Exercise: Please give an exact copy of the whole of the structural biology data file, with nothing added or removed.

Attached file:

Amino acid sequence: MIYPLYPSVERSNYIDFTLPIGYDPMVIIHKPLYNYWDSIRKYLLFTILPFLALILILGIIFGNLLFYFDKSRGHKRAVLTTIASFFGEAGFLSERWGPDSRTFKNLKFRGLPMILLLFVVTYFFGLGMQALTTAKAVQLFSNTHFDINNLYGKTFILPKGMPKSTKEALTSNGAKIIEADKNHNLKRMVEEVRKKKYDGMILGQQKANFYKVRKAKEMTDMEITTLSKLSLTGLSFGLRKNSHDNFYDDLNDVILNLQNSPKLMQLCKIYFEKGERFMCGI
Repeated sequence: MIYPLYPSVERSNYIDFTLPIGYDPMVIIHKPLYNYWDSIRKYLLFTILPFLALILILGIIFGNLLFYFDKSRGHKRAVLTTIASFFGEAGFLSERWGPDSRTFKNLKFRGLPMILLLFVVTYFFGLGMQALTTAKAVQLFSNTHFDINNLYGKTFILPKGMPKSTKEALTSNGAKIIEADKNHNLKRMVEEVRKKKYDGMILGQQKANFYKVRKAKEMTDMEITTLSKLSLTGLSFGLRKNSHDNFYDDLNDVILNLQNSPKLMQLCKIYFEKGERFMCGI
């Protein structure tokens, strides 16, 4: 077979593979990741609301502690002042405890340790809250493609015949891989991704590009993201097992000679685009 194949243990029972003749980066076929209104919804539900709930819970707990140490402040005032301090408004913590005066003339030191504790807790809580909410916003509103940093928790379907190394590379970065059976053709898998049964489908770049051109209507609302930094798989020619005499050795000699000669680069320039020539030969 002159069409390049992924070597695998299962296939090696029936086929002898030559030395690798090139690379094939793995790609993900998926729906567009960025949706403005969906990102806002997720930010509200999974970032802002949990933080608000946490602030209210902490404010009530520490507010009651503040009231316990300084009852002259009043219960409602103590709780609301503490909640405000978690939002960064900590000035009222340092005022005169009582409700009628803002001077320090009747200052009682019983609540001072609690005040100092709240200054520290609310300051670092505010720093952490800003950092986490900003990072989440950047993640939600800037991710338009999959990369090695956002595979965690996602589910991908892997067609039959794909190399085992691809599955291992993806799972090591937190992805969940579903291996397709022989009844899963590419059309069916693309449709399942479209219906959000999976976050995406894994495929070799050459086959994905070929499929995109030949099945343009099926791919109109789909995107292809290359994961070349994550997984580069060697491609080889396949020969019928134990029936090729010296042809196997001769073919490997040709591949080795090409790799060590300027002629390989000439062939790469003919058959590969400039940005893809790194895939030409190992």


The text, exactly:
Amino acid sequence: MIYPLYPSVERSNYIDFTLPIGYDPMVIIHKPLYNYWDSIRKYLLFTILPFLALILILGIIFGNLLFYFDKSRGHKRAVLTTIASFFGEAGFLSERWGPDSRTFKNLKFRGLPMILLLFVVTYFFGLGMQALTTAKAVQLFSNTHFDINNLYGKTFILPKGMPKSTKEALTSNGAKIIEADKNHNLKRMVEEVRKKKYDGMILGQQKANFYKVRKAKEMTDMEITTLSKLSLTGLSFGLRKNSHDNFYDDLNDVILNLQNSPKLMQLCKIYFEKGERFMCGI
Repeated sequence: MIYPLYPSVERSNYIDFTLPIGYDPMVIIHKPLYNYWDSIRKYLLFTILPFLALILILGIIFGNLLFYFDKSRGHKRAVLTTIASFFGEAGFLSERWGPDSRTFKNLKFRGLPMILLLFVVTYFFGLGMQALTTAKAVQLFSNTHFDINNLYGKTFILPKGMPKSTKEALTSNGAKIIEADKNHNLKRMVEEVRKKKYDGMILGQQKANFYKVRKAKEMTDMEITTLSKLSLTGLSFGLRKNSHDNFYDDLNDVILNLQNSPKLMQLCKIYFEKGERFMCGI
């Protein structure tokens, strides 16, 4: 077979593979990741609301502690002042405890340790809250493609015949891989991704590009993201097992000679685009 194949243990029972003749980066076929209104919804539900709930819970707990140490402040005032301090408004913590005066003339030191504790807790809580909410916003509103940093928790379907190394590379970065059976053709898998049964489908770049051109209507609302930094798989020619005499050795000699000669680069320039020539030969 002159069409390049992924070597695998299962296939090696029936086929002898030559030395690798090139690379094939793995790609993900998926729906567009960025949706403005969906990102806002997720930010509200999974970032802002949990933080608000946490602030209210902490404010009530520490507010009651503040009231316990300084009852002259009043219960409602103590709780609301503490909640405000978690939002960064900590000035009222340092005022005169009582409700009628803002001077320090009747200052009682019983609540001072609690005040100092709240200054520290609310300051670092505010720093952490800003950092986490900003990072989440950047993640939600800037991710338009999959990369090695956002595979965690996602589910991908892997067609039959794909190399085992691809599955291992993806799972090591937190992805969940579903291996397709022989009844899963590419059309069916693309449709399942479209219906959000999976976050995406894994495929070799050459086959994905070929499929995109030949099945343009099926791919109109789909995107292809290359994961070349994550997984580069060697491609080889396949020969019928134990029936090729010296042809196997001769073919490997040709591949080795090409790799060590300027002629390989000439062939790469003919058959590969400039940005893809790194895939030409190992």